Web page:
"In our patients, when expression levels were greater than 5%, our actual target, the ABR in both [dose] cohorts has basically collapsed to zero," Pasi said. "I'm not sure what else I can really say. This is impressive." For the cohort receiving the higher dose, the pretreatment ABR was 16.5, and for the lower dose cohort it was eight. The figures were annualized based on the number of bleeding events during the observation period.

Similarly, annualized exogenous FVIII usages were reduced to zero from 138.5 infusions/year for the higher AAV5-FVIII cohort and from 155.5 infusions/year for the lower-dose one.

The therapy was safe and well tolerated across all doses. "Nobody has developed an inhibitor, which is clearly an important question in hemophilia A gene therapy," Pasi noted, "and nobody has chosen to withdraw."

Ten subjects experienced alanine-aminotransferase (ALT) elevations, which were all less than three times the upper limit of normal and of short duration. Half reported arthralgias, and one-third experienced back pain, fatigue, or headache. Two serious adverse events occurred: one involving grade 2 fever with myalgia and headache at the time of infusion that resolved without sequelae and the other a planned total knee replacement.

Considering all subjects in the higher-dose cohort, mean quality-of-life scores as measured on the Haem-A-QOL instrument improved by week 16 and were maintained over 52 weeks. Improvements were observed on all six domains evaluated: consequences of bleeding, emotional impact, physical functioning, role functioning, treatment concern, and worry.

Pasi concluded that AAV5-FVIII treatment at 6x1013-vg/kg caused the expression of normal levels of FVIII, eliminating spontaneous bleeds and the need for exogenous FVIII for these patients even in cases of major trauma or surgery. The one patient with a level of endogenous FVIII of approximately 20 IU/dL required a perioperative FVIII infusion. The therapy was well tolerated, and the next step will be to initiate phase 3 studies using this dose.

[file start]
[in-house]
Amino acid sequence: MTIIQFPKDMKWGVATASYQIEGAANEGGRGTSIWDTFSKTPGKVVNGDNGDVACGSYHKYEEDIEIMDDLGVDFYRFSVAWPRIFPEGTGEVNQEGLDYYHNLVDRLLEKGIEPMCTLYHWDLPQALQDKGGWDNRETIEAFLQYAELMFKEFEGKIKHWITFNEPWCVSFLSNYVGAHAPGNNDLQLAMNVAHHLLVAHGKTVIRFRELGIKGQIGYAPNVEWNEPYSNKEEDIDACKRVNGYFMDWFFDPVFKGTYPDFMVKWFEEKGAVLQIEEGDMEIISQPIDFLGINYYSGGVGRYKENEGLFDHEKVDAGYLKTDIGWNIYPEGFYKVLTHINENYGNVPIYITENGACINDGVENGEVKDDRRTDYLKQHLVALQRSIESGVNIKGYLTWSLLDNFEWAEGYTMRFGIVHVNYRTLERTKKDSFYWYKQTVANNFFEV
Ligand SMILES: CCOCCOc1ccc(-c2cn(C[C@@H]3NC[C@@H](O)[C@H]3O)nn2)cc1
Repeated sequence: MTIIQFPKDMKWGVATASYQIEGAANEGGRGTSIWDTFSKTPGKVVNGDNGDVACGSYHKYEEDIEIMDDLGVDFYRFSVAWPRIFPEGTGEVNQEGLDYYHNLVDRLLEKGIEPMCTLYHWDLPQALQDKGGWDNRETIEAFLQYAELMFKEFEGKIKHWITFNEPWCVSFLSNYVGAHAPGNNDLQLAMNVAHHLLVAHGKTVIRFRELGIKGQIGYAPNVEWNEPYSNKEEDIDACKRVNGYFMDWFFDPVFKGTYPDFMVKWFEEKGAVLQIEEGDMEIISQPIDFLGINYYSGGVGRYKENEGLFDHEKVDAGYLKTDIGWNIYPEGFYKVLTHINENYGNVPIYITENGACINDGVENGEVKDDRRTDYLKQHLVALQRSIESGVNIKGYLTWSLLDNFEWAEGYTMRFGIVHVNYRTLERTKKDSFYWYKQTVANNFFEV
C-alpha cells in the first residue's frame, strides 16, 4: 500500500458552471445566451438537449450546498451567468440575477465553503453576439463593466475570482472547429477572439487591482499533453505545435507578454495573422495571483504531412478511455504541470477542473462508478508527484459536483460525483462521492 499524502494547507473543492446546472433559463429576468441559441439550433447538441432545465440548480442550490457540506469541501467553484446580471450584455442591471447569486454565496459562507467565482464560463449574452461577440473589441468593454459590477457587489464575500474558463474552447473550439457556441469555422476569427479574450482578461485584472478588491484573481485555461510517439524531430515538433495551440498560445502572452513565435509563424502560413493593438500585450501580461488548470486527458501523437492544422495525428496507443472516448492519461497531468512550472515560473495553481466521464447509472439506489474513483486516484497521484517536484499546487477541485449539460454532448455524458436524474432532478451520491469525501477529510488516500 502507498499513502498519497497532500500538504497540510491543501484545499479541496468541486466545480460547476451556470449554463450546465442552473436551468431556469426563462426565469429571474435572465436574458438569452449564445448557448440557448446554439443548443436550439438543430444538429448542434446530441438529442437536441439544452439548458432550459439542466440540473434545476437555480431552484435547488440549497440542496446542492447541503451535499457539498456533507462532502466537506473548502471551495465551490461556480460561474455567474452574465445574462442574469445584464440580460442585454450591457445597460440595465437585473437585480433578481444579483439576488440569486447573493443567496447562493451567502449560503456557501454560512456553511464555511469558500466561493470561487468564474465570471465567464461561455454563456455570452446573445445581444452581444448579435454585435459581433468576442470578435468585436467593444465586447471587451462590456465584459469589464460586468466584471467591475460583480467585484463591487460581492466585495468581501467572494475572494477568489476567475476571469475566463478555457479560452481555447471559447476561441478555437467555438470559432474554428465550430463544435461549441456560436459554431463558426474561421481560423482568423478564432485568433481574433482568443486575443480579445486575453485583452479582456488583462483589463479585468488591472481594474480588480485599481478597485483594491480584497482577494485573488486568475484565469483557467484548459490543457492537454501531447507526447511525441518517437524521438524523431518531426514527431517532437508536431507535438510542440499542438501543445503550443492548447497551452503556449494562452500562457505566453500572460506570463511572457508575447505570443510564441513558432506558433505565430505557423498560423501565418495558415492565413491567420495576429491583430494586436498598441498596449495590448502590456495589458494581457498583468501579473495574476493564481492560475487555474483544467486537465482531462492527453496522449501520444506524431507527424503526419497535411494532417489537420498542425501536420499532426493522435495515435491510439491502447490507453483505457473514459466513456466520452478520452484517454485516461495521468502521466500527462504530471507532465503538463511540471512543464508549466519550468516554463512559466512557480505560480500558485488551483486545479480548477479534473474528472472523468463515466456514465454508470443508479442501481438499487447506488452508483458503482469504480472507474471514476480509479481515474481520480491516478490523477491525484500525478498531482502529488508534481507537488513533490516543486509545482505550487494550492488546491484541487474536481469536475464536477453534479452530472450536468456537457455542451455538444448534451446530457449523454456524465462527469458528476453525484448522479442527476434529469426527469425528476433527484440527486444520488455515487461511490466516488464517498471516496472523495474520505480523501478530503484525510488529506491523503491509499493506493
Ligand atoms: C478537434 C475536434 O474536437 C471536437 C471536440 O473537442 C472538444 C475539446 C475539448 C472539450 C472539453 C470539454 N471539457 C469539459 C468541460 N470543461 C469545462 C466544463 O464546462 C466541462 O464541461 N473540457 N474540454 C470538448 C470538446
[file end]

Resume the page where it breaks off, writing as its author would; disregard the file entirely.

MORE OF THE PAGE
Expression of FVIII persisted over the course of the study. "We don't know exactly how long, but we can expect from other studies that the effect stays for at least maybe 5 to 10 years," Oldenburg predicted. One apparent caution emerging during the study is that the effect was not very predictable. Although the median levels of FVIII expression were in the normal range, "when you apply a dose to a patient you don't know whether he's staying below the correction or is even overcorrected," he said. "But if you go for the single patient the variability could be significant . . . but this is a minor problem."

Dr Johannes Oldenburg (University Clinic Bonn, Germany), who chaired the late-breaking abstract session and is on the advisory board of BioMarin, called the therapy "absolutely state-of-the-art technology . . . and a major step forward in the hemophilia phenotype. "There was almost full correction, in a few patients even overcorrection of the hemophilia phenotype to completely normal values," he said. "It's a curing of a hemophilia phenotype, and it has been very clearly shown in this study that the therapy looks very safe."

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Posted on: 7 August 2017, source: Medscape
Patients with hemophilia A who received a gene for coagulation factor VIII (FVIII) packaged in a viral vector had sustained levels of FVIII during 1 year of observation, eliminating spontaneous bleeds[2]. Most of them did not need FVIII infusions even in the case of major trauma or surgery. In a late-breaking abstract session here at the International Society on Thrombosis and Hemostasis 2017 Congress, Dr John Pasi (Barts and the London School of Medicine and Dentistry, Queen Mary University of London, UK) said six out of the seven patients in one dose cohort have achieved normal factor VIII levels.